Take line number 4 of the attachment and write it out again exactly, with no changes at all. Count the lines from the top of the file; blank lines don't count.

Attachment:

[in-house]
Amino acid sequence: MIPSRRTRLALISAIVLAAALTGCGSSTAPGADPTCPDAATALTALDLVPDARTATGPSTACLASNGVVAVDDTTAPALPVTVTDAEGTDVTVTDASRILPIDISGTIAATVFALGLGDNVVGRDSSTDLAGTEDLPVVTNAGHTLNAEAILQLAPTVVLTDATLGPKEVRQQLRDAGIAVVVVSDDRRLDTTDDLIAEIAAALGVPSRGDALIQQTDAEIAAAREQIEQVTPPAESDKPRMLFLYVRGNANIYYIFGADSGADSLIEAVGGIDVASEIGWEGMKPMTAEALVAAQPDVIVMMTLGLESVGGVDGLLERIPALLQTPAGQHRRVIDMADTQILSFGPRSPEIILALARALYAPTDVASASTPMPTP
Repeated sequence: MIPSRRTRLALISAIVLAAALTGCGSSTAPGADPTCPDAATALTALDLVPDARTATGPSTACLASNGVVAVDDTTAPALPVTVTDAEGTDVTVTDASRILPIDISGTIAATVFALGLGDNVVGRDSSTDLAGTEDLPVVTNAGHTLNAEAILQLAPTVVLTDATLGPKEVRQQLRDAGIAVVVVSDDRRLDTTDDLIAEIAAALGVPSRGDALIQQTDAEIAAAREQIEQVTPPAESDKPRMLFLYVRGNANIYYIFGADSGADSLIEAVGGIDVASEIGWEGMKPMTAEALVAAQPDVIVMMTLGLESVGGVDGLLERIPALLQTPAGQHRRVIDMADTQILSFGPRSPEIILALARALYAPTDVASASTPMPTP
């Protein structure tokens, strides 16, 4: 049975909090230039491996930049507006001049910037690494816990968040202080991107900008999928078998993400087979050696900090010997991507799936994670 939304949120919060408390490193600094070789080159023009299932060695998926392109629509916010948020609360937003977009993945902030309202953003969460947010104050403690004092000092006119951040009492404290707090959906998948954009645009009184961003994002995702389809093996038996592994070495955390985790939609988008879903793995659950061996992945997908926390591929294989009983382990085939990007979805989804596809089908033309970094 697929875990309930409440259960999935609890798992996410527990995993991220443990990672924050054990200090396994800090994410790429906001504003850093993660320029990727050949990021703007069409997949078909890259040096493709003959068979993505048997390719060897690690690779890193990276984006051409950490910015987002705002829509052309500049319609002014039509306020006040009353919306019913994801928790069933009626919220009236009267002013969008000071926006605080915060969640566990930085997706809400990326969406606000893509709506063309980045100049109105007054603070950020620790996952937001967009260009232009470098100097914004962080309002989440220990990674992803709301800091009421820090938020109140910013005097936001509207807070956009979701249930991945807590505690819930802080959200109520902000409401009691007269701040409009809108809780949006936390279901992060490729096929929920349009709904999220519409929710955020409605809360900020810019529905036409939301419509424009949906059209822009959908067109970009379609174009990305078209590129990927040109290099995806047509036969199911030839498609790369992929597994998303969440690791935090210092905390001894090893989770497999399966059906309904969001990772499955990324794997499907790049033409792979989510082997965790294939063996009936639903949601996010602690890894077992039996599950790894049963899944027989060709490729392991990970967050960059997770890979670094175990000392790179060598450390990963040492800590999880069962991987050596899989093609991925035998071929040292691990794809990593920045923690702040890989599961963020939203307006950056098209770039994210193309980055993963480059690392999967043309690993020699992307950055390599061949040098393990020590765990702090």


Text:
């Protein structure tokens, strides 16, 4: 049975909090230039491996930049507006001049910037690494816990968040202080991107900008999928078998993400087979050696900090010997991507799936994670 939304949120919060408390490193600094070789080159023009299932060695998926392109629509916010948020609360937003977009993945902030309202953003969460947010104050403690004092000092006119951040009492404290707090959906998948954009645009009184961003994002995702389809093996038996592994070495955390985790939609988008879903793995659950061996992945997908926390591929294989009983382990085939990007979805989804596809089908033309970094 697929875990309930409440259960999935609890798992996410527990995993991220443990990672924050054990200090396994800090994410790429906001504003850093993660320029990727050949990021703007069409997949078909890259040096493709003959068979993505048997390719060897690690690779890193990276984006051409950490910015987002705002829509052309500049319609002014039509306020006040009353919306019913994801928790069933009626919220009236009267002013969008000071926006605080915060969640566990930085997706809400990326969406606000893509709506063309980045100049109105007054603070950020620790996952937001967009260009232009470098100097914004962080309002989440220990990674992803709301800091009421820090938020109140910013005097936001509207807070956009979701249930991945807590505690819930802080959200109520902000409401009691007269701040409009809108809780949006936390279901992060490729096929929920349009709904999220519409929710955020409605809360900020810019529905036409939301419509424009949906059209822009959908067109970009379609174009990305078209590129990927040109290099995806047509036969199911030839498609790369992929597994998303969440690791935090210092905390001894090893989770497999399966059906309904969001990772499955990324794997499907790049033409792979989510082997965790294939063996009936639903949601996010602690890894077992039996599950790894049963899944027989060709490729392991990970967050960059997770890979670094175990000392790179060598450390990963040492800590999880069962991987050596899989093609991925035998071929040292691990794809990593920045923690702040890989599961963020939203307006950056098209770039994210193309980055993963480059690392999967043309690993020699992307950055390599061949040098393990020590765990702090």